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DNA testing and estate litigation

“She is not my daughter.”

The court heard evidence that the late Kerry Kelly did not believe Shauna was his daughter. Kelly believed that Shauna’s mother “… cheated on me with no sex protection.” The judge believed Pamela Proulx, Kelly’s sister, who said that Kelly never recognized Shauna to be his biological daughter. Aunt Pamela applied to court to obtain a DNA test of Shauna and compare it to a sample of Kelly’s DNA to see whether Shauna was Kelly’s biological daughter. Shauna opposed the application. Let us review some of the reasons why the DNA test was worth fighting about and the legal arguments used by each side.

Kelly died intestate, which means that he passed away without a legal will. According to the law of Ontario where an unmarried person dies intestate his children receive the estate. For all purposes, the law of Ontario is that a person is the child of his or her natural parents with the only exception being adopted children. Since Kelly did not have a will Shauna’s entitlement to an inheritance turned on her being the biological child of Kelly. So now we understand why Aunt Pamela wanted Shauna to take a DNA test and why Shauna resisted taking one. If the DNA test proved that Shauna was not Kelly’s real daughter then she does not get an inheritance from Kelly’s estate. On what grounds could Shauna argue that she did not have to take the DNA test?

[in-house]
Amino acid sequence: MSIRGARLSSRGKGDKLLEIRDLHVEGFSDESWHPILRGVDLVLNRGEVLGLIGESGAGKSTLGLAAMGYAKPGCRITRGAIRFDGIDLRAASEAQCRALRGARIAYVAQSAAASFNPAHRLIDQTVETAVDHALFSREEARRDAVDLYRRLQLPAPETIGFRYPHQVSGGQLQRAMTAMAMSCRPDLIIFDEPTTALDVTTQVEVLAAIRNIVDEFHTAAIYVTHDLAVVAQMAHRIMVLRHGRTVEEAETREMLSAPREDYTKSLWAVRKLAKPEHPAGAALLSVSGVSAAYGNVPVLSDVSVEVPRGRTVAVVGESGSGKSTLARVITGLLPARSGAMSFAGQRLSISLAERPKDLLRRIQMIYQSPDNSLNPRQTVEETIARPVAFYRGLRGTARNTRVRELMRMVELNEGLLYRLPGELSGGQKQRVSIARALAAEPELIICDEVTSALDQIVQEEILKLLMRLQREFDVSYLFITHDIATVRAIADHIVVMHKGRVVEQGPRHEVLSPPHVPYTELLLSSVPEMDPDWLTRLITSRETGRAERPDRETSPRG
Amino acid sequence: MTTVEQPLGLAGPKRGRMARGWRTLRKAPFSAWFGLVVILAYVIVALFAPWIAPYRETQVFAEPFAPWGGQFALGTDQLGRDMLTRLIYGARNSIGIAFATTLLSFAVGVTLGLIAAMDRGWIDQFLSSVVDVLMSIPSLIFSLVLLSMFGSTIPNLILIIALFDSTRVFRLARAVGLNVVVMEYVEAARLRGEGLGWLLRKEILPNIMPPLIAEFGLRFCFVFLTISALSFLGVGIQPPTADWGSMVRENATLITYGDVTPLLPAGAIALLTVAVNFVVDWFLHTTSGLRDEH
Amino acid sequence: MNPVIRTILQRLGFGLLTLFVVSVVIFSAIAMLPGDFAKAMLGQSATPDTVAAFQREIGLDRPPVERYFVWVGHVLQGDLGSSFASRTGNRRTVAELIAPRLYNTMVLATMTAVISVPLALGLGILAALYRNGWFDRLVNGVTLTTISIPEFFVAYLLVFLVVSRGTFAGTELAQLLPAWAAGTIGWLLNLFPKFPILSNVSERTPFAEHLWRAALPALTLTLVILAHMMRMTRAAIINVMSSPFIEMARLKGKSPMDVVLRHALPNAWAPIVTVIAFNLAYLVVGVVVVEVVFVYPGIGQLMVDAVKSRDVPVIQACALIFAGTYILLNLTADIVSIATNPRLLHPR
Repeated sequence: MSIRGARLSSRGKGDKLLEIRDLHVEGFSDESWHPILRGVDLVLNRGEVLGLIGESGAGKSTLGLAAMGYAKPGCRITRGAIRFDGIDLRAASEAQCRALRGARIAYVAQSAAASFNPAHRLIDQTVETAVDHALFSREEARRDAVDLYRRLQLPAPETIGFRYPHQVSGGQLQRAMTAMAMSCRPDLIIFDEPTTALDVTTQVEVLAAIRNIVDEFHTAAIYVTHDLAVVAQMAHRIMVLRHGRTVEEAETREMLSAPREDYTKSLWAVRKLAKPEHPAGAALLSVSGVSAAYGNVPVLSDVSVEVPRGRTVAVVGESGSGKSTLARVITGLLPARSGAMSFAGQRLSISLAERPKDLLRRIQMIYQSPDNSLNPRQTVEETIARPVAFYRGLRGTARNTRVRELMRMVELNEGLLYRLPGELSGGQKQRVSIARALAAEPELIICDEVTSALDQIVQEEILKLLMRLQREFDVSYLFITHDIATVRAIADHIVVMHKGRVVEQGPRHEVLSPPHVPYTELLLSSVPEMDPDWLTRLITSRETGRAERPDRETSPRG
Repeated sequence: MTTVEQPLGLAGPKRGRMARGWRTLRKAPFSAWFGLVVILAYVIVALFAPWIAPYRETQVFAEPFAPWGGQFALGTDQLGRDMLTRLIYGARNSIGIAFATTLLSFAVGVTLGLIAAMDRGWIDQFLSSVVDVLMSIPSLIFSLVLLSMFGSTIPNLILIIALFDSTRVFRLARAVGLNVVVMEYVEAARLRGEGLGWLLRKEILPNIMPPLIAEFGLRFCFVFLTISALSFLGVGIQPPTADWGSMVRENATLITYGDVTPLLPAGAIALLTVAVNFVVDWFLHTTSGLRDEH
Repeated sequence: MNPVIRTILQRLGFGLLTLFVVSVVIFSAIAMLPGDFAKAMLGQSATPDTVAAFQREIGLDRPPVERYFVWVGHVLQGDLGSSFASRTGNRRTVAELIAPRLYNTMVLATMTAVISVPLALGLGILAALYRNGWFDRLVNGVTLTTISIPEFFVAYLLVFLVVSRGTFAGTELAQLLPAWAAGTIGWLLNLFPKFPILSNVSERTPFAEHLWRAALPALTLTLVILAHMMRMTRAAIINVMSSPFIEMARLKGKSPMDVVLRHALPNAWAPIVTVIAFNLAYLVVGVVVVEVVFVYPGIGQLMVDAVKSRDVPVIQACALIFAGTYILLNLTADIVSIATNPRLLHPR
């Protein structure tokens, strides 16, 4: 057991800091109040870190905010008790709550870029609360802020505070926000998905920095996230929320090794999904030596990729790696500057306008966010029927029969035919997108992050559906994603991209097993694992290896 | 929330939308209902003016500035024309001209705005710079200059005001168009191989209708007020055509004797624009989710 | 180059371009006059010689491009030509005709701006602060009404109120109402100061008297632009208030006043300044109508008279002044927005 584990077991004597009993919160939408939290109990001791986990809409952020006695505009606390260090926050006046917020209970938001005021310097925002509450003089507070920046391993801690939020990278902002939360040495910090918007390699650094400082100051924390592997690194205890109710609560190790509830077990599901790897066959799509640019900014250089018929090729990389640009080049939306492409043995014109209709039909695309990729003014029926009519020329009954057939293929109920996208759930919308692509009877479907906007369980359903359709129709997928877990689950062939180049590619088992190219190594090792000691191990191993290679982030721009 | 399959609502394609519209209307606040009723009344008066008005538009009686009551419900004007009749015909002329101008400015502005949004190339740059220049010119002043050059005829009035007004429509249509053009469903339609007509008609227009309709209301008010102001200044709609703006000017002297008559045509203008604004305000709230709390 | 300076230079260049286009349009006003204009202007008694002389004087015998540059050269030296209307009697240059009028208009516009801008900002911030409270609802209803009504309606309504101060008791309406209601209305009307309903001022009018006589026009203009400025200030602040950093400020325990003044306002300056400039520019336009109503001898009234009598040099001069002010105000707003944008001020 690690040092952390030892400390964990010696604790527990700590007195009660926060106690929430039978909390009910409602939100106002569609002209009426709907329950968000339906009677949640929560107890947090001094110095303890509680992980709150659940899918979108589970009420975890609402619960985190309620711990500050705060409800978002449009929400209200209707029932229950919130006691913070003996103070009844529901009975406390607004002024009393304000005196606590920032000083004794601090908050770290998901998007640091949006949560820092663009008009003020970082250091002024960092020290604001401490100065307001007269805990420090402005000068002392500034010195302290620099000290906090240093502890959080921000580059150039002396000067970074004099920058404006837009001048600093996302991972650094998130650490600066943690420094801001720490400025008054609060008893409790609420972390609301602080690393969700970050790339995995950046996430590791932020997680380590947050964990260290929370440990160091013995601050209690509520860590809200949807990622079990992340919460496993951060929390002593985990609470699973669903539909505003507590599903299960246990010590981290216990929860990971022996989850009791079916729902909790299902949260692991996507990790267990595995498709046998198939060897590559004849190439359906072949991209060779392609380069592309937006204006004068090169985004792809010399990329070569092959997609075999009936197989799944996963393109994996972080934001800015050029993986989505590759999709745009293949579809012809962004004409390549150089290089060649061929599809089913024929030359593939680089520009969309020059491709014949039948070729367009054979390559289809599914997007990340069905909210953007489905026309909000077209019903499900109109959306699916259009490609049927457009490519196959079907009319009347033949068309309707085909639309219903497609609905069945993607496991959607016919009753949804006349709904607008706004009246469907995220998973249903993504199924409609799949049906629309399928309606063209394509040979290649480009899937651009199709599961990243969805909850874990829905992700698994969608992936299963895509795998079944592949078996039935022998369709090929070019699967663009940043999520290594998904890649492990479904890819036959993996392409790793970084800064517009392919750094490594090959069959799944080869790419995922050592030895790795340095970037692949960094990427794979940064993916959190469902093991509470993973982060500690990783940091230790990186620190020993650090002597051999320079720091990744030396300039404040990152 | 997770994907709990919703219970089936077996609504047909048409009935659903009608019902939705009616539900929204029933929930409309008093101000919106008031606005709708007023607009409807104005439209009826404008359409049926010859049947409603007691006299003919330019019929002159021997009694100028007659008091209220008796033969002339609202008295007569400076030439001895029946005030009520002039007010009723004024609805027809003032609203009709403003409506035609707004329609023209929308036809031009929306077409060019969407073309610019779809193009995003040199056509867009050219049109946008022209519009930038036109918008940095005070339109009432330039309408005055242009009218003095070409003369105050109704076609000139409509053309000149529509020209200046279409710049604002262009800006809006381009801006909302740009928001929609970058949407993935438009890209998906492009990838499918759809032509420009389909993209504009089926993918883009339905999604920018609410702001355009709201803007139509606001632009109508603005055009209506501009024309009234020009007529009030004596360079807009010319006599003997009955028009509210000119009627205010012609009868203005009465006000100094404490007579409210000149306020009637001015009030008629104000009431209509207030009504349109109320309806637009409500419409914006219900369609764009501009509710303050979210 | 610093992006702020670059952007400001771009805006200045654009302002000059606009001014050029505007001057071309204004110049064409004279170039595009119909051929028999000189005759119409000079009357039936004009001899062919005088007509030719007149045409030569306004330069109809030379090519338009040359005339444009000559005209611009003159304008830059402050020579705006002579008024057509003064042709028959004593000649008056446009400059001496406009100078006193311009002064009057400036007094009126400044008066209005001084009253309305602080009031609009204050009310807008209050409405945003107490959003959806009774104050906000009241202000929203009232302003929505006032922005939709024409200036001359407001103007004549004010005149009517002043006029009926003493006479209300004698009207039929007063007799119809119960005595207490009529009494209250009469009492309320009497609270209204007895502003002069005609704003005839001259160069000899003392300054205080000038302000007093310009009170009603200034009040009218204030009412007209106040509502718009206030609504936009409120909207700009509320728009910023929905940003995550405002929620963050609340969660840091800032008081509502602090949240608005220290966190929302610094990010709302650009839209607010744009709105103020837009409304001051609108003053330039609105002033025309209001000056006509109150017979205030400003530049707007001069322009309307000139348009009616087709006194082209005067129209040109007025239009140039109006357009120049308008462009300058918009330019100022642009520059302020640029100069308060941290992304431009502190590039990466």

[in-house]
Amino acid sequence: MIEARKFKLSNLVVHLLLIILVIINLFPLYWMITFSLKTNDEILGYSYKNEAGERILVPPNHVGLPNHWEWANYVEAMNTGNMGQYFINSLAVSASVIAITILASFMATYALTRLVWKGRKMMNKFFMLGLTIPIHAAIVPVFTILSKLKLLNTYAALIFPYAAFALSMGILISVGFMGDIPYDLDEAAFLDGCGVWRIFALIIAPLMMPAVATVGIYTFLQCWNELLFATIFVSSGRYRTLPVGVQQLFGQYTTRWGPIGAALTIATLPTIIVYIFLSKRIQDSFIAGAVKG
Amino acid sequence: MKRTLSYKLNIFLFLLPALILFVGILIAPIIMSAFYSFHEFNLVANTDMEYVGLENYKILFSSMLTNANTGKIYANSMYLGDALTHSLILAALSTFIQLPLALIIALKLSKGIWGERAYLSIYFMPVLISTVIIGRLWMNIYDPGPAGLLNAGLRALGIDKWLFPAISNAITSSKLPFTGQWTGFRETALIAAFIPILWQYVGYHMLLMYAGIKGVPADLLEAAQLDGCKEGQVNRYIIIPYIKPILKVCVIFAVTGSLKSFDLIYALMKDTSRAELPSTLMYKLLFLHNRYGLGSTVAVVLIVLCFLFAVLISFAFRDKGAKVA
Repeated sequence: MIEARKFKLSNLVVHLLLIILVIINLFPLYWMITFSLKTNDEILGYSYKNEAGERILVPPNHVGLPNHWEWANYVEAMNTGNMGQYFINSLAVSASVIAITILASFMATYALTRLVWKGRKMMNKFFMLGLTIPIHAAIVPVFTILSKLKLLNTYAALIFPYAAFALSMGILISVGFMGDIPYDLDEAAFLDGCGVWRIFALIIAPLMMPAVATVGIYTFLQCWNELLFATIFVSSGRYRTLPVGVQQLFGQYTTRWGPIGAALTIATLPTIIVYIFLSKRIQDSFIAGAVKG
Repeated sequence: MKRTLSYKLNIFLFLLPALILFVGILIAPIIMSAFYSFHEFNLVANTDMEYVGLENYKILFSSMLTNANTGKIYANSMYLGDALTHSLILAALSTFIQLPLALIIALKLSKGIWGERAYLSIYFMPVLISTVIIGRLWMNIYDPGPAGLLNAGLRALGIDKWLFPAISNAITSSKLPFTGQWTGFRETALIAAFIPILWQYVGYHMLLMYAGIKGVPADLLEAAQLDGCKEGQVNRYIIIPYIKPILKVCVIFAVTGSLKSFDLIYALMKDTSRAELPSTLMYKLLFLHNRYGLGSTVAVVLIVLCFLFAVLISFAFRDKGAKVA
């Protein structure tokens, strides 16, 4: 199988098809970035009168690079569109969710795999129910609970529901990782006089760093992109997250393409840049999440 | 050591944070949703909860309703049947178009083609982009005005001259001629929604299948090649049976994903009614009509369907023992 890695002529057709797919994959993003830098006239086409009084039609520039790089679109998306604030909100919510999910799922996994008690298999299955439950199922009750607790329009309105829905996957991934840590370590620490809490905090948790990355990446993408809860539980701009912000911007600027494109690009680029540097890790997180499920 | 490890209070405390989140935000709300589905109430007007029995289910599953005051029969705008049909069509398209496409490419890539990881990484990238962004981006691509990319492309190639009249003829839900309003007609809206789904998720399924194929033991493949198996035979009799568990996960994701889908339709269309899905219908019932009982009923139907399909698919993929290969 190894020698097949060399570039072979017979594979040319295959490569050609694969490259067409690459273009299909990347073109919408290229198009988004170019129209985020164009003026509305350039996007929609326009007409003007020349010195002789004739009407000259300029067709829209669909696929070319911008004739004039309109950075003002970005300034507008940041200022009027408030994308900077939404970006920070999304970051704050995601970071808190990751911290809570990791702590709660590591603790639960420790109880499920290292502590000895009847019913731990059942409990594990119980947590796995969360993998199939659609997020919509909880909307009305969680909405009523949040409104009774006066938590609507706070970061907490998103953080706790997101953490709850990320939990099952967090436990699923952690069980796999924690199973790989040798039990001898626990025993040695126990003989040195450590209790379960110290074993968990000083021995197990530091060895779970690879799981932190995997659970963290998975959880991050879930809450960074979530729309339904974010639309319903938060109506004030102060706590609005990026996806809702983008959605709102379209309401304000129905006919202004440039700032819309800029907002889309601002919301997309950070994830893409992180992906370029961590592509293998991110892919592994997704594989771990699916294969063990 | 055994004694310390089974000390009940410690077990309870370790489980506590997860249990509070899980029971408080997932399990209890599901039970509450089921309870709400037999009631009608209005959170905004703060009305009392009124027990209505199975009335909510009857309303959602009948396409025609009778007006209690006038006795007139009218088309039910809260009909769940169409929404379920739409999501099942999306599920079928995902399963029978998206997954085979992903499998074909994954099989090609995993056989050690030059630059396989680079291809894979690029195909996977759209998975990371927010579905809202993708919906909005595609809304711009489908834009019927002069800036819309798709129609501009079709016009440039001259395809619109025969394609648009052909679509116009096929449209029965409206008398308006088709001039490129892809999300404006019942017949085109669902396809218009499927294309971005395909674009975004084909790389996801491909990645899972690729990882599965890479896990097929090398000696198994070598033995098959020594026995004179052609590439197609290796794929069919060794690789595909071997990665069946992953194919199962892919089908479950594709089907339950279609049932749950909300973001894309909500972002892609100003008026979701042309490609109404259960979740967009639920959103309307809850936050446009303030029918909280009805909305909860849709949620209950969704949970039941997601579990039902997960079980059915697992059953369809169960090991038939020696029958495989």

Shauna argued that that under section 8 of the Children’s Law Reform Act Kelly was presumed to be the father of Shauna because he was married to Shauna’s mother at the time of Shauna’s birth and he was also listed as Shauna’s father on the Statement of Live Birth. Shauna argued that it was up to her aunt to rebut that presumption of paternity and, until she did, no DNA test should be ordered.

Aunt Pamela relied on section 10 of the Childrens Law Reform Act, which provides that in a court case in which a child’ s parentage is at issue the court may order that DNA tests take place and if that person refuses to submit to a DNA test the court may draw such inferences as is appropriate. There is no mention in section 10 that Aunt Pamela had to rebut the presumption of parentage. Now that you have heard both sides – what do you think Justice Coats ordered?

Justice Coats ordered that the DNA test take place. In his view DNA testing was objective, impartial and scientific evidence and it was in the interests of justice for the court to consider the best evidence. He preferred DNA testing to the contradictory and less certain evidence offered by the parties and other family or community members. Does that mean that judges will always order DNA testing? Not necessarily.

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Toronto Estate Litigator - Charles Wagner

The author of this blog is Charles B. Wagner. Charles is a Certified Specialist in Estates and Trusts and partner at Wagner Sidlofsky LLP.

This Toronto office is a boutique litigation law firm whose practice is focused on estate and commercial litigation.

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